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CASE REPORT
Adv Biomed Res 2020,  9:70

A child of congenital muscular dystrophy-dystroglycanopathy with homozygous missense variation in exon 3 of the ISPD Gene: A rare case from Odisha


1 Department of Pediatrics, Kalinga Institute of Medical Sciences, KIIT Deemed to be University, Bhubaneswar, Odisha, India
2 Department of Pediatrics, Jagarnnath Hospital, Bhubaneswar, Odisha, India

Date of Submission24-Jun-2019
Date of Acceptance29-Jul-2020
Date of Web Publication28-Nov-2020

Correspondence Address:
Dr. Nirmal Kumar Mohakud
Department of Paediatrics, Kalinga Institute of Medical Sciences, KIIT Deemed to be University, Bhubaneswar, Odisha
India
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Source of Support: None, Conflict of Interest: None


DOI: 10.4103/abr.abr_141_19

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  Abstract 


Dystroglycanopathy is a type of congenital muscular dystrophy caused by mutations causing defective glycosylation of a dystrophin-associated glycoprotein, dystroglycan and as such is a very rare disease entity. We are reporting a 1-year-old girl child with dystroglycanopathy who presented with motor predominant developmental delay. She had motor development quotient of 52, mental development quotient of 75, facial dysmorphism, mixed hypotonia with a global decrease in muscle power, and areflexia. Serum CPK level was elevated; magnetic resonance imaging brain revealed multiple intraparenchymal cysts in the cerebellum with disorganized folia. Next-generation sequencing revealed a homozygous missense mutation in exon 3 of the ISPD gene (p.Gln215His; ENST00000407010) consistent with the diagnosis of dystroglycanopathy muscle-eye-brain disease. Genetic counseling and prenatal diagnosis for subsequent pregnancies were advised for the family, apart from appropriate rehabilitation for the child.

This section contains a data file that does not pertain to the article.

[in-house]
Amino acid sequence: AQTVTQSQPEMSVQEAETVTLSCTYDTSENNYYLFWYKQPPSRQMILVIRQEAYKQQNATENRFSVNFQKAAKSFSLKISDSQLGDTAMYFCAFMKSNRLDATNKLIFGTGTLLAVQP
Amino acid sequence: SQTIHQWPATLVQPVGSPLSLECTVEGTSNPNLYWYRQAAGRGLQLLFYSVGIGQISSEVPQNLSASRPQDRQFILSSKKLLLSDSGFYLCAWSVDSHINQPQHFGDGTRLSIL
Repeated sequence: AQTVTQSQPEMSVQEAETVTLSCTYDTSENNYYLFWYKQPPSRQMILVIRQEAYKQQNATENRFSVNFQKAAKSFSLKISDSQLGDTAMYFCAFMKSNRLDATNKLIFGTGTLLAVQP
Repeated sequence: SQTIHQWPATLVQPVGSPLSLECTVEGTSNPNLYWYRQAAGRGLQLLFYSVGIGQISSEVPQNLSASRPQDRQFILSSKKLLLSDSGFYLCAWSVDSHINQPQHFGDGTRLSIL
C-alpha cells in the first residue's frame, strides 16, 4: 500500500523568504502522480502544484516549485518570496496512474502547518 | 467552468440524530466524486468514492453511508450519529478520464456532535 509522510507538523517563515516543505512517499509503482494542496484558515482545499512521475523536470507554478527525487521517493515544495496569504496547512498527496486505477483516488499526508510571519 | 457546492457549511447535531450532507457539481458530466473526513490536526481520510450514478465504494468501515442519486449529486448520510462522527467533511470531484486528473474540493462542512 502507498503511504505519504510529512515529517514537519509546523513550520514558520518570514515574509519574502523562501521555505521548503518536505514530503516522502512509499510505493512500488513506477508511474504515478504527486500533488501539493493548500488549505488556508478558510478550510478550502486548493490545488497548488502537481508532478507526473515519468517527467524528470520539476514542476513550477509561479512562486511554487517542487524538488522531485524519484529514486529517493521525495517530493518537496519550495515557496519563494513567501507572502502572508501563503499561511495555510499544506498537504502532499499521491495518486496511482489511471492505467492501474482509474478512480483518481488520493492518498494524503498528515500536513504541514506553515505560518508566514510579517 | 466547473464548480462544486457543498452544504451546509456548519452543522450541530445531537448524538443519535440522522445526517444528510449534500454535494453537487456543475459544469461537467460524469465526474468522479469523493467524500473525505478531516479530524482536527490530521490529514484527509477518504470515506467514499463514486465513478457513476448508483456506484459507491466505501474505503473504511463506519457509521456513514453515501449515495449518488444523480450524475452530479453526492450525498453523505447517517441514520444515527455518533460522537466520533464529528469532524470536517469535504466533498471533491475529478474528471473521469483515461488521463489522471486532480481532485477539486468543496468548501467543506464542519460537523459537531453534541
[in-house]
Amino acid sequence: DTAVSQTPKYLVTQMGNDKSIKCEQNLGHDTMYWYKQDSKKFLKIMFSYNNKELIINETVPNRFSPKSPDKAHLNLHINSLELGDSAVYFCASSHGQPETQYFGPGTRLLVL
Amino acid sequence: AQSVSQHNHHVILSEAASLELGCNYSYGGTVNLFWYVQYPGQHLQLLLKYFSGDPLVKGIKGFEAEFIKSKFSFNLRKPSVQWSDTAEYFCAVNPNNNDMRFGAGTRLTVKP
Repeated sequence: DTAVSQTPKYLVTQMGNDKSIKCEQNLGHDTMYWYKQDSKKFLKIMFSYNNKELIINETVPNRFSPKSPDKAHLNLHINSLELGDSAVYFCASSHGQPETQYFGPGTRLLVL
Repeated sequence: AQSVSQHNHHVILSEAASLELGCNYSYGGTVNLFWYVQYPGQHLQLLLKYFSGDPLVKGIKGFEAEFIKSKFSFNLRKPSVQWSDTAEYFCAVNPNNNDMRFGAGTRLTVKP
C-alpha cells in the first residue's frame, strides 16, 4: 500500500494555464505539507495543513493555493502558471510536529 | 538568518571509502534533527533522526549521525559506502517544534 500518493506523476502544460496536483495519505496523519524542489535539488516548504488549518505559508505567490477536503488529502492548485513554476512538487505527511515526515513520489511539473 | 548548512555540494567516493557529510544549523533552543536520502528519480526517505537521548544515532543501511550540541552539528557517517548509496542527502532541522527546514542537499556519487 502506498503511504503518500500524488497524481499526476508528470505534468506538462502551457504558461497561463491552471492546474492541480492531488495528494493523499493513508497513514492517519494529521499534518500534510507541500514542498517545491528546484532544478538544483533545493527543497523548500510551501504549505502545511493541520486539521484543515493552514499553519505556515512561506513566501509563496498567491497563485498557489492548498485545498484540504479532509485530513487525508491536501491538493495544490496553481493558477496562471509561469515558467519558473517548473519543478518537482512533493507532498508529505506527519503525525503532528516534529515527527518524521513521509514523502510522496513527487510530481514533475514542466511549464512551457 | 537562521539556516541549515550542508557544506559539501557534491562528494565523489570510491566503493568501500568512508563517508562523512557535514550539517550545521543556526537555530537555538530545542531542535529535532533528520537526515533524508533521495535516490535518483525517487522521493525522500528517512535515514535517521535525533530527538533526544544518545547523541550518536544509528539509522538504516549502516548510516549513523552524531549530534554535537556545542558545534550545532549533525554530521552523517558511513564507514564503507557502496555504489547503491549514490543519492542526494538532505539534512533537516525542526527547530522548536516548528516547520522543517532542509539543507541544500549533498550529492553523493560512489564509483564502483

Keywords: Cysts in cerebellum, dystroglycanopathies, generalized hypotonia, muscle-eye-brain, Odisha


How to cite this article:
Biswal S, Panigrahi D, Mohakud NK, Kumar M, Swain N. A child of congenital muscular dystrophy-dystroglycanopathy with homozygous missense variation in exon 3 of the ISPD Gene: A rare case from Odisha. Adv Biomed Res 2020;9:70

How to cite this URL:
Biswal S, Panigrahi D, Mohakud NK, Kumar M, Swain N. A child of congenital muscular dystrophy-dystroglycanopathy with homozygous missense variation in exon 3 of the ISPD Gene: A rare case from Odisha. Adv Biomed Res [serial online] 2020 [cited 2021 Jan 20];9:70. Available from: https://www.advbiores.net/text.asp?2020/9/1/70/301719




  Introduction Top


Dystroglycanopathy is a type of congenital muscular dystrophy caused by mutations causing defective glycosylation of a dystrophin-associated glycoprotein, dystroglycan. They are very often associated with clinical manifestation of the central nervous system and ocular involvement.[1] The dystroglycanopathy may be a very severe degree in Walker–Warburg syndrome (WWS), moderately severe in muscle-eye-brain disease (MEB), or milder manifestations in cases of Fukuyama congenital muscular dystrophy (FCMD).[2]